Expression of HLA class I heavy chain and TcR gamma-chain homologs in human cytomegalovirus-infected human cells

Date of Completion

January 1998


Biology, Genetics|Biology, Cell|Health Sciences, Pathology|Health Sciences, Immunology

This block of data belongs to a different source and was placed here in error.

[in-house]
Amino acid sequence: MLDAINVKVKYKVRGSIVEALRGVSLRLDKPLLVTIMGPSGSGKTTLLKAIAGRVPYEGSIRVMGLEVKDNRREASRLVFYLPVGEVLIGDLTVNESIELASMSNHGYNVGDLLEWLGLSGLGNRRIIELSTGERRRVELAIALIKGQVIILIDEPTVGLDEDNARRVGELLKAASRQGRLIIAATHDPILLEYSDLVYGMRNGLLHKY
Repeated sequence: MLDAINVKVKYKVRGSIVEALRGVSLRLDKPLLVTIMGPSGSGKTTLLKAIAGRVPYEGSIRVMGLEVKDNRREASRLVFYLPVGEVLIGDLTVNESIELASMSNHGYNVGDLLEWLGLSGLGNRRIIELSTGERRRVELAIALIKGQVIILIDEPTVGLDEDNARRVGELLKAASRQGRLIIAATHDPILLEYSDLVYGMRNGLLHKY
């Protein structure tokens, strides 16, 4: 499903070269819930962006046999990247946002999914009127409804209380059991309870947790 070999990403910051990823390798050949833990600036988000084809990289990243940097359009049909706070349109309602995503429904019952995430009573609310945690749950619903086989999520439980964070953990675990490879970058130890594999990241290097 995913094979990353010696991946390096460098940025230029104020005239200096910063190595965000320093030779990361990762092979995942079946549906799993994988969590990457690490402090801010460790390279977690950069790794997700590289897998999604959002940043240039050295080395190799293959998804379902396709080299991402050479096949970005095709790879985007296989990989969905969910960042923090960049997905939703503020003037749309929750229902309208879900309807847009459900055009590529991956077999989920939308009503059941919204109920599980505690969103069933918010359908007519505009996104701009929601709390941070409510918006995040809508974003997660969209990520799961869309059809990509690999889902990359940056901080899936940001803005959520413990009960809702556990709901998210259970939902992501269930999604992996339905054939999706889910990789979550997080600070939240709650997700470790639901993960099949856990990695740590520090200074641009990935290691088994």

Identification of human cytomegalovirus (HCMV) homologs of the HLA class I heavy chain (designated UL18) and the T cell receptor (TcR) $\gamma$-chain (designated UL20) has raised the possibility that these viral products modulate the MHC class I- and TcR-restricted immune response to HCMV-infected cells. In order to study the expression of these genes, HCMV-infected human foreskin fibroblasts (HFF) and U373 human astrocytoma/glioblastoma cells were analyzed. In HFF, UL18 and UL20 RNA became detectable by 24 hours following HCMV infection and peaked at 96 hours post-infection. In U373 cells, steady state RNA levels for UL18 and UL20 were already maximal by 24 hours post-infection. The UL18 and UL20 transcripts were expressed as several prominent species of RNA in both cell lines. Transcription of UL18 and UL20 in both cell lines was inversely correlated with cell surface HLA class I expression. As determined by surface immunofluorescence, HLA class I and $\beta$2 microglobulin ($\beta$2m) levels dropped to 20-30% of those in uninfected cells by 96 hours post-infection. However, steady-state RNA levels for HLA class I and $\beta$2m were not reduced, indicating that class I downregulation by HCMV is a posttranscriptional phenomenon. UL18 and UL20 RNA in HFF was largely nonadenylated, while the majority of UL18 and UL20 RNA was polyadenylated in U373 cells. Treatment of HFF and U373 cells with cycloheximide plus actinomycin D, acyclovir, or phosphonoformic acid after infection indicated that both UL18 and UL20 were transcribed at the $\gamma$1-late stage of HCMV gene expression. By Western blotting, a mouse anti-UL18-GST antiserum detected a 47 kD protein species unique to lysates of infected cells, a size which approximated that proposed for the nonglycosylated form of UL18. This protein appeared by 72-96 hours post-infection in cells infected with the AD169 laboratory strain and by 48 hours in cells infected with a clinical isolate. Failure of peptide N-glycosidase F to reduce its molecular weight indicated that it lacked N-linked carbohydrate residues. Drug-blocking studies indicated that this protein was synthesized during the late stage of viral replication, mirroring transcription of the UL18 gene, while viral early gene expression was responsible for HLA class I downregulation. ^